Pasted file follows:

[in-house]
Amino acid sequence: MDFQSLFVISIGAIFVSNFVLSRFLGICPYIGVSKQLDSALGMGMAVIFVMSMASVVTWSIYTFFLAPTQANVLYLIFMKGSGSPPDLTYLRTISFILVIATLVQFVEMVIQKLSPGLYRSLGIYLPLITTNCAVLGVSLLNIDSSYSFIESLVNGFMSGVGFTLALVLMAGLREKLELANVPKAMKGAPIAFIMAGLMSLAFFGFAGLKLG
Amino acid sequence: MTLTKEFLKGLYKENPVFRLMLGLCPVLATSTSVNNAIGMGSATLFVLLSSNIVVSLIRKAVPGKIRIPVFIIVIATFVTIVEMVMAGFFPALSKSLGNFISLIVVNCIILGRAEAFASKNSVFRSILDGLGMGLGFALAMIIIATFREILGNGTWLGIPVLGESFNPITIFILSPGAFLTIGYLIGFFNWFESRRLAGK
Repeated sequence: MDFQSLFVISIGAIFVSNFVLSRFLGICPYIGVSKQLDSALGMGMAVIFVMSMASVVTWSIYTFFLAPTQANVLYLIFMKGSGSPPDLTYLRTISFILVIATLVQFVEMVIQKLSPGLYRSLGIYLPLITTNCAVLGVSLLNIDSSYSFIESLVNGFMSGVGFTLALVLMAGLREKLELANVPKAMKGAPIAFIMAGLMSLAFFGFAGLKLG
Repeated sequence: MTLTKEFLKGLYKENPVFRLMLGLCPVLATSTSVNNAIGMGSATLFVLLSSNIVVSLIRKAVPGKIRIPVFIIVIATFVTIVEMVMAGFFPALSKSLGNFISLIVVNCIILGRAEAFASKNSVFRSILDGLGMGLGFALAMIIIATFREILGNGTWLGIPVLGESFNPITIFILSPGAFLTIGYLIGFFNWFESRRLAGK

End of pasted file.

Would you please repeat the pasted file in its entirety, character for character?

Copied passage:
[in-house]
Amino acid sequence: MDFQSLFVISIGAIFVSNFVLSRFLGICPYIGVSKQLDSALGMGMAVIFVMSMASVVTWSIYTFFLAPTQANVLYLIFMKGSGSPPDLTYLRTISFILVIATLVQFVEMVIQKLSPGLYRSLGIYLPLITTNCAVLGVSLLNIDSSYSFIESLVNGFMSGVGFTLALVLMAGLREKLELANVPKAMKGAPIAFIMAGLMSLAFFGFAGLKLG
Amino acid sequence: MTLTKEFLKGLYKENPVFRLMLGLCPVLATSTSVNNAIGMGSATLFVLLSSNIVVSLIRKAVPGKIRIPVFIIVIATFVTIVEMVMAGFFPALSKSLGNFISLIVVNCIILGRAEAFASKNSVFRSILDGLGMGLGFALAMIIIATFREILGNGTWLGIPVLGESFNPITIFILSPGAFLTIGYLIGFFNWFESRRLAGK
Repeated sequence: MDFQSLFVISIGAIFVSNFVLSRFLGICPYIGVSKQLDSALGMGMAVIFVMSMASVVTWSIYTFFLAPTQANVLYLIFMKGSGSPPDLTYLRTISFILVIATLVQFVEMVIQKLSPGLYRSLGIYLPLITTNCAVLGVSLLNIDSSYSFIESLVNGFMSGVGFTLALVLMAGLREKLELANVPKAMKGAPIAFIMAGLMSLAFFGFAGLKLG
Repeated sequence: MTLTKEFLKGLYKENPVFRLMLGLCPVLATSTSVNNAIGMGSATLFVLLSSNIVVSLIRKAVPGKIRIPVFIIVIATFVTIVEMVMAGFFPALSKSLGNFISLIVVNCIILGRAEAFASKNSVFRSILDGLGMGLGFALAMIIIATFREILGNGTWLGIPVLGESFNPITIFILSPGAFLTIGYLIGFFNWFESRRLAGK